NEW YORK – Were he not the man who cuts the paychecks Joe Girardi receives as manager of the Florida Marlins, Jeffrey Loria would be nothing more than another yahoo yelling at umpires from an expensive box seat.
As it stands, Loria is the principal owner of the Marlins, does furnish Girardi's wages and wields an opinion that matters, particularly since five weeks ago Loria allegedly fired Girardi, mid-game, when Girardi took umbrage to Loria's fervent complaining about balls and strikes. And as the season winds down and the Marlins finally have faded, so begins the discussion of next season, and that means talking about Girardi's future with Florida.
Loria, approached at Shea Stadium on Monday, was not keen on that topic.
"There's no news," Loria said. "So I have nothing to talk about."
Not even about your manager?
"Whatever you want to write," Loria said. "Go ahead."
If Loria eventually does fire Girardi, which seems imminent, he will add the title of dunce to an ever-growing list that already labels him a franchise wrecker, a smug huckster and a handout-seeking greedmonger.
Alienating employees seems counterintuitive with the prospect of building a strong franchise, yet Loria had no issue charging Girardi like a baby goat that just got his horns. And much like a kid, once the posturing was finished, he retreated from the conflict and acted as if it never happened.
Now Loria finds himself in an even bigger public-relations quandary than he did five weeks ago. Sympathy is on Girardi's side, particularly after Loria lauded general manager Larry Beinfest and his scouts – deserved praise, mind you – while letting Girardi's superlative work this season go unmentioned. Loria must settle this issue now, with a dismissal or contract extension, because Girardi deserves that much, his players deserve that much and the remaining Marlins loyalists who watched Loria disembowel the team this offseason and cut the team's payroll to $15 million – a dozen individuals in baseball will make more than that this year – deserve that much.
If – and why – Girardi wants to stay only he knows, and he's not saying. Just like he didn't say anything when the Marlins traded Paul Lo Duca, Carlos Delgado, Luis Castillo, Mike Lowell, Juan Pierre, Josh Beckett and Guillermo Mota, and just like he hasn't said much since. The only time Girardi seems compelled to open his mouth is when he wants someone else's to close: He allegedly told Loria to shut up during their tiff.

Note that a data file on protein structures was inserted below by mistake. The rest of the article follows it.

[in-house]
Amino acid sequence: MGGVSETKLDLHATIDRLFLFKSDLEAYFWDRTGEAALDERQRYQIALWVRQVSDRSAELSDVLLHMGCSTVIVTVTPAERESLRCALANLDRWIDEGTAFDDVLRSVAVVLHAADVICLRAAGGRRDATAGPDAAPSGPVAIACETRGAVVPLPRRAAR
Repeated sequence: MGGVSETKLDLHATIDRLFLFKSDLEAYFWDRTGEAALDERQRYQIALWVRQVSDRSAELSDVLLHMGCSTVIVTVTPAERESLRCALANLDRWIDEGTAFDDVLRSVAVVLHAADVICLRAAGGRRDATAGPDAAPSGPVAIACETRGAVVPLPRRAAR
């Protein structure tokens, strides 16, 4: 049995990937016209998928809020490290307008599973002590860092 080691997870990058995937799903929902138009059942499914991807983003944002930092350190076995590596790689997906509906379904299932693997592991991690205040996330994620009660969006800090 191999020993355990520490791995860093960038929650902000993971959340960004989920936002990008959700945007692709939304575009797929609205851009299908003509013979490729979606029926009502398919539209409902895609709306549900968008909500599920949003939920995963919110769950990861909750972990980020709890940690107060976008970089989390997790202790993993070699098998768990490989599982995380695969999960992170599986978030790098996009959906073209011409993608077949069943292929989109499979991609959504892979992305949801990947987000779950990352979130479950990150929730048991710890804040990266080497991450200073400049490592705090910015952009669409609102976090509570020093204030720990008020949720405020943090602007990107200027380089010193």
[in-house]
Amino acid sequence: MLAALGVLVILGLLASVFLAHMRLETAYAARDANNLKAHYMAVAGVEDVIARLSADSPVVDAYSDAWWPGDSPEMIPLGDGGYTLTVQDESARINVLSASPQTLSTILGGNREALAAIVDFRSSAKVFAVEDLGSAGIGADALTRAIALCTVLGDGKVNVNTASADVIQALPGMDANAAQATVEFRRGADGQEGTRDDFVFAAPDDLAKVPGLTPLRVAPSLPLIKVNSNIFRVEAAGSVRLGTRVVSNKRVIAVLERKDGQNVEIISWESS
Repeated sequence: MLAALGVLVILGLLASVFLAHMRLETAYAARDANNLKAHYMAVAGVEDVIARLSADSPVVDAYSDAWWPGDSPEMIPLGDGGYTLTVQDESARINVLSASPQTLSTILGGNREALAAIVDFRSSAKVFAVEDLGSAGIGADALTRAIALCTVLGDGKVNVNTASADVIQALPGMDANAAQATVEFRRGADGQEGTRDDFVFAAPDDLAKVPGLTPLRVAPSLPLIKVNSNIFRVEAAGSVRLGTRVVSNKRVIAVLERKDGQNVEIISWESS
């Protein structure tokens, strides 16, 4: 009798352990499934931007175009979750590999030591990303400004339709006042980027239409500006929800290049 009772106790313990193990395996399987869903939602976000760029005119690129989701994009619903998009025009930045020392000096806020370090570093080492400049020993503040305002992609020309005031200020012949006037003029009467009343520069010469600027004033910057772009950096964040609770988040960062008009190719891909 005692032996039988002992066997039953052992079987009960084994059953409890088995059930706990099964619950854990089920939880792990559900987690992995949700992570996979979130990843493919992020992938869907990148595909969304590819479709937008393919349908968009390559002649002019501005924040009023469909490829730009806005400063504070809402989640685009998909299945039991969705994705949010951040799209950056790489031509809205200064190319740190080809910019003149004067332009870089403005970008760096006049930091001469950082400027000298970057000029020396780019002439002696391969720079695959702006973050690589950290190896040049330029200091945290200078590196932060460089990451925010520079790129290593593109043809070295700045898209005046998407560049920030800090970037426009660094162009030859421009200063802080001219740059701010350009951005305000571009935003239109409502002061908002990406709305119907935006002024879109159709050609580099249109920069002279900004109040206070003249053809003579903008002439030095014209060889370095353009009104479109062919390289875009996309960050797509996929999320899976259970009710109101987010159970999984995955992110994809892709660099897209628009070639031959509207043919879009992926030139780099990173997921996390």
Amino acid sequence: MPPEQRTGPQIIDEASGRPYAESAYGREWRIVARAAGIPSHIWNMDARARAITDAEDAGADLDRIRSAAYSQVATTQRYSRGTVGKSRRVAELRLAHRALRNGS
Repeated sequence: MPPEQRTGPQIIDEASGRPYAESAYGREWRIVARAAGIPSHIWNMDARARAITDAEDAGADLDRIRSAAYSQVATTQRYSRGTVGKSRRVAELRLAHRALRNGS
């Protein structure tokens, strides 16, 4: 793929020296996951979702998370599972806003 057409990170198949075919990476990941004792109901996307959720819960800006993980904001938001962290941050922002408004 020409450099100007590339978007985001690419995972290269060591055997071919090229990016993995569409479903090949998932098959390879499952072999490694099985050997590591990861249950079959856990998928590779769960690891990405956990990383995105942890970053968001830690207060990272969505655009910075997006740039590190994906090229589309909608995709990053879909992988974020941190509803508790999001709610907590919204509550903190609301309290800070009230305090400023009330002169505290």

"I don't worry about where I am next year," Girardi said. "Because I can't control that. This is a team that has grown up a lot. There's talent and they're figuring it out.
"You make these relationships, and you'd like to see them through."
What Girardi has done with Florida this season should win him National League Manager of the Year in his first season on the job. The Marlins regularly field rookies at first base, second base, shortstop and all three outfield positions. Three of their starters are in their first seasons, as are four of their regular relievers. Girardi sees the kids, the way they progressed, how they learned to win after an 11-31 start, and the tug of a potential championship might supersede the ego beat down that stems from working under Loria.
"I want them to enjoy what I got to," said Girardi, who won three World Series with the New York Yankees. "People ask me to explain it, and I can't answer it. When you walk out on that field, and the emblem is there, and the jets fly over, it's different. You have to experience it. And the gratification when you win is impossible to imagine."
This season has been gratifying enough. The Marlins made a spirited run at a playoff spot, which seemed less likely than a run at the New York Mets' single-season loss record. In the midst of it, the Marlins drew four-figure crowds to Dolphin Stadium, prompting backup catcher Matt Treanor to tell the Palm Beach Post that "people in South Florida should be ashamed of themselves."
Perhaps so, but even the best-looking man doesn't get a second look when he cheats on his wife, and Loria tends to foster a sense of betrayal wherever he slides his paws. When he bought the Montreal Expos and could not get a new stadium built, he paved the way for their move to Washington. He has shopped the Marlins to other cities, too, because Miami voters have not approved funding for a new stadium.
While Loria did lose nearly $12 million last year on the Marlins, who were one of five teams in baseball in the red, according to Forbes, and Florida's local revenues, which many teams mill from new stadiums, ranked among the worst in baseball, the Marlins' franchise value has increased around $70 million, to $226 million, since Loria bought them.
Girardi never saw finances get in the way of winning with the Yankees. He's learning something new in Florida, and Girardi often talks about the best part of managing coming from the knowledge it gives. Girardi used to sit next to Don Zimmer on the Yankees' bench and watch as the old man shook his head, seeing something he'd never seen before, despite more than 50 years in baseball.
No matter where he ends up – if Girardi does leave Florida, he will get a job, perhaps with the Chicago Cubs, with whom he played twice, or as the heir to Joe Torre as Yankees manager – Girardi will take with him a lesson reinforced more this year than any of his previous 41.
"This game, baseball, is hard," Girardi said.
And sometimes the game itself is the easiest part.